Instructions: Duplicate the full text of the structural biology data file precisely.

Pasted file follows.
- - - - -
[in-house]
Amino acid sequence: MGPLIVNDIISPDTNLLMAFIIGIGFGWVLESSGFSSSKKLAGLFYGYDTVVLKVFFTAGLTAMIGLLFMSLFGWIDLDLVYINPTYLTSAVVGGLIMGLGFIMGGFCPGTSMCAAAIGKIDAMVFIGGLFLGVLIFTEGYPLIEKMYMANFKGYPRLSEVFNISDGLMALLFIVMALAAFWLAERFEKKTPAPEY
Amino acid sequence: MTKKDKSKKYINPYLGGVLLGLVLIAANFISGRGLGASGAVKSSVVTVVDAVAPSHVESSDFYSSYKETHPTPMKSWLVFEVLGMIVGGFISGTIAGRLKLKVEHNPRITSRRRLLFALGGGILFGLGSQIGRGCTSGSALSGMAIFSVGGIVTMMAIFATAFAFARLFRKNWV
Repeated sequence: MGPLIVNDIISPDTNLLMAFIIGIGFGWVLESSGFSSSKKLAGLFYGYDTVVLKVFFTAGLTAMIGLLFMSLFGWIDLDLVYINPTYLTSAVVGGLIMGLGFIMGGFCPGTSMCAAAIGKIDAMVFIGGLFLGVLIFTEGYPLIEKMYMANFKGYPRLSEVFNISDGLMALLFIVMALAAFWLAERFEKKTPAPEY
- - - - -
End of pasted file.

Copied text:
[in-house]
Amino acid sequence: MGPLIVNDIISPDTNLLMAFIIGIGFGWVLESSGFSSSKKLAGLFYGYDTVVLKVFFTAGLTAMIGLLFMSLFGWIDLDLVYINPTYLTSAVVGGLIMGLGFIMGGFCPGTSMCAAAIGKIDAMVFIGGLFLGVLIFTEGYPLIEKMYMANFKGYPRLSEVFNISDGLMALLFIVMALAAFWLAERFEKKTPAPEY
Amino acid sequence: MTKKDKSKKYINPYLGGVLLGLVLIAANFISGRGLGASGAVKSSVVTVVDAVAPSHVESSDFYSSYKETHPTPMKSWLVFEVLGMIVGGFISGTIAGRLKLKVEHNPRITSRRRLLFALGGGILFGLGSQIGRGCTSGSALSGMAIFSVGGIVTMMAIFATAFAFARLFRKNWV
Repeated sequence: MGPLIVNDIISPDTNLLMAFIIGIGFGWVLESSGFSSSKKLAGLFYGYDTVVLKVFFTAGLTAMIGLLFMSLFGWIDLDLVYINPTYLTSAVVGGLIMGLGFIMGGFCPGTSMCAAAIGKIDAMVFIGGLFLGVLIFTEGYPLIEKMYMANFKGYPRLSEVFNISDGLMALLFIVMALAAFWLAERFEKKTPAPEY